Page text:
My, it rather pisses me off to hear on the news tonight, mixed in with the music from the Mel Gibson film Braveheart, that Elizabeth II has both English and Scottish ruling ancestors, as though Wales had never played a role in the United Kingdom at all. Although it was equally interesting to hear that Alex Salmond had said he wanted the Queen as Head of State in Scotland and ‘Queen of the Scots’. Perhaps an echo of that tragic story of Mary Queen of Scots who in the 16th Century become the focus of so many plots against Elizabeth I and met her fate via the headsmen, after such agonised doubt from the Queen, her cousin. Perhaps one of the greatest monarchs to sit on the English throne though, Elizabeth I, that ‘Virgin Queen’ whose image with the Reformation came to supplant the Catholic cult of The Virgin Mary, if such a thought is not politically incorrect. But of course Elizabeth I was from a dynasty that came to power after the battle of Bosworth Field, where Richard III sustained those now much discussed head injuries, and from a line that was half Welsh – the Tudors. In that sense Wales conquered England in 1485. The Tudors though, highly schooled in both Latin and Greek, would turn to Ancient Rome for a political ideology that helped a country find its confidence, so extraordinarily realised in the language of Shakespeare, and sent out a new breed of mercantile Capitalist adventurers to conquer the World, or put it up for sale.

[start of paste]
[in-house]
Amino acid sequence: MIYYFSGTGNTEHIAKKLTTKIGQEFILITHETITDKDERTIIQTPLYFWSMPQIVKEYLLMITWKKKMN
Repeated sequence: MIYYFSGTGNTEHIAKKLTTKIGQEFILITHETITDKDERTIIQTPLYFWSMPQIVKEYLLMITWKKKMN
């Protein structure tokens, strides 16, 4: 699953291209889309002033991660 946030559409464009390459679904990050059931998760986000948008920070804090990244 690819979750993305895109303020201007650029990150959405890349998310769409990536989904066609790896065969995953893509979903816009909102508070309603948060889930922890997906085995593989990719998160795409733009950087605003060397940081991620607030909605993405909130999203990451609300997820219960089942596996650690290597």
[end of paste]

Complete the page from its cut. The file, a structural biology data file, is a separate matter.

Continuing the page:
Yet it was Elizabeth I’s grandfather’s Henry VII’s ruthless political realpolitik too that saw the almost immediate repression of the Welsh language, to carry right down to the late 19th Century with children being humiliated in Welsh schools in having to wear The Welsh Knot, a board slung on a rope around their necks if they spoke their own tongue. One that has proved far stronger and more of a living language than Gaelic, perhaps marking the stamp of the Welsh love affair with poetry, language and song. So to a friend’s question yesterday as to whether the Welsh resent the fact that the flag of Wales and that Red Dragon is not incorporated into the flag of The United Kingdom. In political and heraldic terms it is because Wales and England were already considered part of the same kingdom long before that act of Union with Scotland in 1801, thus the first son of the English Monarch being invested as The Prince of Wales at Caernarvon. Mind you, in all cultural identities there is a great deal that can be completely bogus, like the invention of the Tartan, the idealisation of Scotland by a Victorian monarchy and indeed that highly entertaining but historically inaccurate film Braveheart. The flag of Wales is of course my own favourite, barring the fact I still believe in a United Kingdom, in the richness and importance of a shared history and Culture that also acknowledges we are also all just human animals on a troubled planet. Which, whatever happens in the result of the Scottish Independence vote tomorrow, might be strengthened by more knowledge of and greater understanding and respect for our mutual cultural histories. Perhaps a Welsh Dragon will start to stir again too, if Wales does not have oil, had a terrain that was far easier to subdue than Scotland and was long sat on by the English Marcher Lords, always finding its identity in a far greater internalisation and sense of that sometimes fatal melancholy the Welsh call Hyraeth. Well, cheer up Wales, perhaps we’ll have to wake up to a Queen of the Welsh too, while we all wake up or don’t to war in the East and Middle East, Ebola, change, death and the rest! How about not just a United Kingdom, but a United Planet?!

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